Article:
And whosoever diggeth a pit
Shall bury in it, uh (... bury in it)

If you are the big, big tree
We are a small axe
Ready to cut you down (well sharp)
To cut you down
If you are the big, big tree, let me tell you that
We are a small axe
Ready to cut you down (well sharp)
To cut you down
Sharpened ...


Say it out loud...

A small axe.

Just my theory, but I suspect I'm right.

-Rev Carter LeBlanc

At 3:55 AM, Blogger Hathor said...

One blog has referred to Ismail Ax as Korean.
When my local TV news sends an Asian American reporter to VT, is has become about the race of Cho. The blog Kate marie linked is right.

At 4:30 AM, Blogger Horace Jeffery Hodges said...

Rev Carter LeBlanc, interesting. I can indeed hear the similarity of "A Small Axe" to "Ismail Ax."

But more recent evidence -- such as the return address on the package that he sent to the television station -- suggests that Cho wrote "Ishmael Ax" rather than "Ismail Ax."

And that sounds rather different.

We'll just have to wait and see what he actually wrote on his arm.

Jeffery Hodges

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At 4:37 AM, Blogger Horace Jeffery Hodges said...

Hathor, do you know what blog that was? The expression "Ismail Ax" doesn't sound very Korean. Or have I misunderstood you.

On Cho's race, I'm tempted to say that it had both nothing and everything to do with what happened.

Nothing: because Cho was (probably) schizophrenic, and that, not race, was the crucial factor.

Everything: because Cho was (undeniably) Korean, and that, which is ethnicity, was a major part of his identity.

Which one explains what happened?

His (apparent) schizophrenia, in my opinion.

His Koreanness would merely lead him to express his madness in somewhat different ways, perhaps -- but I haven't yet seen all of his statements.

Jeffery Hodges

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At 7:18 AM, Blogger Hathor said...

I tried to backtrack and find the blog, before I wrote the comment. I couldn't remember the name. I do recall the blogger didn't give any reason why they thought it was Korean, I think they had gotten it from another source.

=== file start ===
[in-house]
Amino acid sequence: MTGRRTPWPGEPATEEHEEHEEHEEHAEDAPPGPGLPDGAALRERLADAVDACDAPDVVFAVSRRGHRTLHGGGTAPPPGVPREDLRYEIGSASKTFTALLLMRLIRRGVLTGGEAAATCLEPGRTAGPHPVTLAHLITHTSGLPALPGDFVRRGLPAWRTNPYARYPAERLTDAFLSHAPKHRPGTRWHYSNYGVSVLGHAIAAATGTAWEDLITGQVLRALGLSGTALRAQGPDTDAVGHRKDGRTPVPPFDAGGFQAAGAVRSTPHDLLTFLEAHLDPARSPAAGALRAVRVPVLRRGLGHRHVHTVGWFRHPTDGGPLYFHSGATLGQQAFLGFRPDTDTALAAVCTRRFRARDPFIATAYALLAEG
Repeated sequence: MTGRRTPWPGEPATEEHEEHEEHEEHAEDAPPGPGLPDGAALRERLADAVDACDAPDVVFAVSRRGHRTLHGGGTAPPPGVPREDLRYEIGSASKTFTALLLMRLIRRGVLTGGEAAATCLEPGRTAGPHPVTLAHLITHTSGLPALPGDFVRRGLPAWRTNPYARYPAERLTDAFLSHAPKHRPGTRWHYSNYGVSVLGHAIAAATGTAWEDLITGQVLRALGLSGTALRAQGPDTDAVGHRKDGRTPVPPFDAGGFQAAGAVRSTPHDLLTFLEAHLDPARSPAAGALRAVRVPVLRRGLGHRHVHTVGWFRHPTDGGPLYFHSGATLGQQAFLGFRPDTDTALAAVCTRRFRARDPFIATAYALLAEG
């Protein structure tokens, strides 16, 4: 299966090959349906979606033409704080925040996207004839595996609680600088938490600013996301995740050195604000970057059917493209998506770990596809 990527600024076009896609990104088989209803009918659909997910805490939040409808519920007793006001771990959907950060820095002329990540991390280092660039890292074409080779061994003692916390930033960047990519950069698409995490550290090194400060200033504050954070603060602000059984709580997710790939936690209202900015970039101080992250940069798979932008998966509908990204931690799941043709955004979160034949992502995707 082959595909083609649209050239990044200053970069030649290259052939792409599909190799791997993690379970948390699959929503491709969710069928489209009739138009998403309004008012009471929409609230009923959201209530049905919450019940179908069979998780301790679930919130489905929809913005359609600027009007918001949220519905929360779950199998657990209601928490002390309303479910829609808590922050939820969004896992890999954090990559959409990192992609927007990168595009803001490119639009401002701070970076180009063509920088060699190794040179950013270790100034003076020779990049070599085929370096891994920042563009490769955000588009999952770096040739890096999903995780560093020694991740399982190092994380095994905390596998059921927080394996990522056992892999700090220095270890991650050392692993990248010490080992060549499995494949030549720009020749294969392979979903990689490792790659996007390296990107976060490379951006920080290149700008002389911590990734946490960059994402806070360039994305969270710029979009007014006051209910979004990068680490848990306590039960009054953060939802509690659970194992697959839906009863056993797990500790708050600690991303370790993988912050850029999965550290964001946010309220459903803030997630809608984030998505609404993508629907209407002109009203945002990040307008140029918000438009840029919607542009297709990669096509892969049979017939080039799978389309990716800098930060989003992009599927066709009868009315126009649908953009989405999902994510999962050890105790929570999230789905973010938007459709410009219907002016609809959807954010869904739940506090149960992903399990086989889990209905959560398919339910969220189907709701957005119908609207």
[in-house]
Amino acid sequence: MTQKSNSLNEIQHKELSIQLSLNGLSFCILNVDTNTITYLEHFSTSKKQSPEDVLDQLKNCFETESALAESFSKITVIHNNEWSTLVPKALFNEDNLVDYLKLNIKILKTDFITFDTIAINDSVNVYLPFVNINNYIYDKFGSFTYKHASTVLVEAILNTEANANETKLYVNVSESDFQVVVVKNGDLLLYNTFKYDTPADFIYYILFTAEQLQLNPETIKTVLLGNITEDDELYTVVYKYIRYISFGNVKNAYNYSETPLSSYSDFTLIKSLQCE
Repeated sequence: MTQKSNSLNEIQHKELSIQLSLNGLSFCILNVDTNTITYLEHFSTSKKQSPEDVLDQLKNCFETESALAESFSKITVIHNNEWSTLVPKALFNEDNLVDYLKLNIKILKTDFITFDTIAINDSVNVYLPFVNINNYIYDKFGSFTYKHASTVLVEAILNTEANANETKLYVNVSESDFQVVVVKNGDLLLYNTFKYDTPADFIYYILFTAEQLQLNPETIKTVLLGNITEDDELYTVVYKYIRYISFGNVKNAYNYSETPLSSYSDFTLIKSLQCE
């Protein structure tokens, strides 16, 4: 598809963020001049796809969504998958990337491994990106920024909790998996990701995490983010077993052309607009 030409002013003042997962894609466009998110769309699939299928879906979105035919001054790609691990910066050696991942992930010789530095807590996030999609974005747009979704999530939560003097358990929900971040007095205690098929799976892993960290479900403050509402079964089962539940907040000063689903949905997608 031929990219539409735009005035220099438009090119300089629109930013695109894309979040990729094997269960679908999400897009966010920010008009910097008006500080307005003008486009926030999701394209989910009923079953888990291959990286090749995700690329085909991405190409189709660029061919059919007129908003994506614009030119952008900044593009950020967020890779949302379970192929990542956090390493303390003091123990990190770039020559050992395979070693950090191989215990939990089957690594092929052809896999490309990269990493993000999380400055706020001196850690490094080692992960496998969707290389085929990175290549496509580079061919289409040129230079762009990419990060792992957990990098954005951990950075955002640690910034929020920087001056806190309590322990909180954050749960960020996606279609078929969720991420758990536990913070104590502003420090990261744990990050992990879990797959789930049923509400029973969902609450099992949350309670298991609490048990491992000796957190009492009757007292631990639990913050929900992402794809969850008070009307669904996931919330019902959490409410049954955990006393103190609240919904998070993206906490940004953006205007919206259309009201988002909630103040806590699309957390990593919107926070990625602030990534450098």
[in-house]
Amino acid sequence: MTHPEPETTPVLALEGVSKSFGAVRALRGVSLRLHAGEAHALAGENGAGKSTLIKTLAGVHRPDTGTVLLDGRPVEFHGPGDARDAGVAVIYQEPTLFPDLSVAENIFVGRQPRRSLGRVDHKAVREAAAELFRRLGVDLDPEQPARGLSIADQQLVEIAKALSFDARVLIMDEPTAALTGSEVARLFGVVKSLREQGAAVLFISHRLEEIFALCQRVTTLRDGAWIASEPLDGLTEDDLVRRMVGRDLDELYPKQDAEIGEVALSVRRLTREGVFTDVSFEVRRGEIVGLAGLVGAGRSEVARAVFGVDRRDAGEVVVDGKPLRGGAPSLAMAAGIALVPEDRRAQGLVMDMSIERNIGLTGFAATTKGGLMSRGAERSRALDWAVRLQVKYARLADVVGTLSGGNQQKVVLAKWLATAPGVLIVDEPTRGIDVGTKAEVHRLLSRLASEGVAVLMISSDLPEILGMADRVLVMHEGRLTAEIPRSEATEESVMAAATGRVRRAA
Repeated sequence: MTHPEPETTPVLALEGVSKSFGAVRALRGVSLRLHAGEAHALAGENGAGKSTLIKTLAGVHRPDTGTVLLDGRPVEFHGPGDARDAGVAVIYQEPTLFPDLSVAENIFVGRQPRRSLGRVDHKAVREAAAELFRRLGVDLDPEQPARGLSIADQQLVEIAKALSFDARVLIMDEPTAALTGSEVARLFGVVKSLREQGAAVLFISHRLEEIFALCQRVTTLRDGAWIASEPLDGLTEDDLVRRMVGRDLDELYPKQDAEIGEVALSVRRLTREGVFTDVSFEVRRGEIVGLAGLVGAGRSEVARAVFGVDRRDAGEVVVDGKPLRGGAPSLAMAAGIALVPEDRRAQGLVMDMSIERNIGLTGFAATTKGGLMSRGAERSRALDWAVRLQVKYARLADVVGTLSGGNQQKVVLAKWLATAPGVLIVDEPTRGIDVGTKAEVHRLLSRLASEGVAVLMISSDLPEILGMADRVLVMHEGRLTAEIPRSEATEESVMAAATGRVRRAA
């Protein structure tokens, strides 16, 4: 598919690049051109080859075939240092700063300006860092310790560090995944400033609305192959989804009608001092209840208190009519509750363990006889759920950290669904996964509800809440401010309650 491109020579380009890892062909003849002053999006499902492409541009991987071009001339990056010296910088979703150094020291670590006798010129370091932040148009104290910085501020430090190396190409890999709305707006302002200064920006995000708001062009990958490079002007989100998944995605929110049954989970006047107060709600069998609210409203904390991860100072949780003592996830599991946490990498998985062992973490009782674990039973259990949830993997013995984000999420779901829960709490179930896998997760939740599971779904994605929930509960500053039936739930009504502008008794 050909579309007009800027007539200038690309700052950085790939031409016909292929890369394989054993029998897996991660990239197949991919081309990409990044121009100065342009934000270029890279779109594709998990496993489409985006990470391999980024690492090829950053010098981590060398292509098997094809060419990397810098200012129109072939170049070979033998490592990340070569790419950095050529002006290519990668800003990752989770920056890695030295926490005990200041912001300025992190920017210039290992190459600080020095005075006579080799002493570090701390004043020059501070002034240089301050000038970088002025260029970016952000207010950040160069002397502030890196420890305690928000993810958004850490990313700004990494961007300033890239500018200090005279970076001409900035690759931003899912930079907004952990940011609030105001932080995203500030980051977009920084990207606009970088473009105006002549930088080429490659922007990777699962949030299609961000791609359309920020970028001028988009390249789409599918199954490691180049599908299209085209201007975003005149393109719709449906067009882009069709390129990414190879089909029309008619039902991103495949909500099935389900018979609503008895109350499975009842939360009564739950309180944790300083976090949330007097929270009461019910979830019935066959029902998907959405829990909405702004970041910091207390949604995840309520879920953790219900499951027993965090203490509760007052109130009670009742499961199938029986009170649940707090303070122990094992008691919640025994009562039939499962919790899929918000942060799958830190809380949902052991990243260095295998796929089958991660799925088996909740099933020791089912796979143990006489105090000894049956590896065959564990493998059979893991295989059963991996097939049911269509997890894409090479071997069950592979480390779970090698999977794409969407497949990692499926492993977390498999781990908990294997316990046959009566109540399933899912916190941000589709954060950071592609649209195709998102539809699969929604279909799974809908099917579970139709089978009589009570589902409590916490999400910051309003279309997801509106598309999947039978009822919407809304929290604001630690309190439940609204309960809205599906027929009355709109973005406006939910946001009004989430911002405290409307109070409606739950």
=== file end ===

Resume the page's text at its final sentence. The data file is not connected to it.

When I spoke of race, it is the consequences of extending the news day that brings race into the reporting. Its not that I think Americans are blaming the incident because Cho was Korean, its just the media thought that there has to be a Korean angle or send a Korean so as not to offend the Korean population in this area. This reporter was not the first on the scene, he was sent several days later.
Doing things like this, usually starts people to think in terms of race not culture. I may be wrong, but I think in certain areas in the US there is racism against Asians; especially where there have been Asians immigrating in their area for less than a generation.

At 7:23 AM, Blogger Horace Jeffery Hodges said...

Hathor, you're undoubtedly right that some Americans are prejudiced against Asians, and I expect that we'll be seeing some of their remarks on blogs and in comments.

Most of the rest of us will see this incident for what it mostly is, the expression of a severely disturbed, probably schizophrenic individual.

It fits a pattern that we've seen and that we all know.

Jeffery Hodges

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At 12:49 AM, Anonymous Anonymous said...

Sue was right, I had the same thought:
"Manchurian candidate, Ismail is his name, ax is what he did-(Ismail acts)"
The guy's code name was Ishmael X. When he was called on his code name he turned into a totally different person. He comitted whatever he was programmed to do. Typical MK-Ultra kid, nothing else. Three years ago I witnessed myself how people can be influenced by hypnosis and mindcontrol and under the influence commit violent acts.
Who benefits? Try to think about it!
Try to think about the gun laws, your Constitution, and the coming civil disobedience...
Conspiracy theory? Decide yourself!

Jeff Gordon

At 4:53 AM, Blogger Horace Jeffery Hodges said...

Jeff Gordon, I seem to recall somebody making the wordplay on "ax" and "acts," but I don't recall where. Who is "Sue"?

As for "mind control," I'm rather doubtful, for the evidence seems to me to indicate that Cho was simply 'out of his mind' (to speak colloquially).

I'm opting for schizophrenia as the problem, for much of the evidence points that way.

What's an "MK-Ultra Kid"?

Jeffery Hodges

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At 5:17 AM, Blogger KRZog said...

Regarding "Ishmael Bush", try a image search on "Bush Axe"... You will find several results from a photo-op of Earth Day '02, 5 years ago today.
One of these I've posted with my own observations upon the subject...

At 5:39 AM, Blogger Horace Jeffery Hodges said...

KRZog, I've read your blog entry, but I don't find a strong argument for identifying the expression "Ismail Ax" in the sense that Cho meant it (if he actually did write "Ismail").

Jeffery Hodges

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At 10:15 AM, Anonymous Anonymous said...

I think you guys are going way to deep with the "Ismail Ax" thing. From what I have read Cho spent a lot of time playing violent online video games such as Counterstrike, and the name he used on there was Ismail_Ax. Maybe he wrote this on his arm as a form of dark humor. Like he was acting out a video game by killing people and writing his screen name on his arm would be something funny for him.

At 10:24 AM, Blogger Horace Jeffery Hodges said...

Gunnar, that still wouldn't explain where he got the name in the first place.

Jeffery Hodges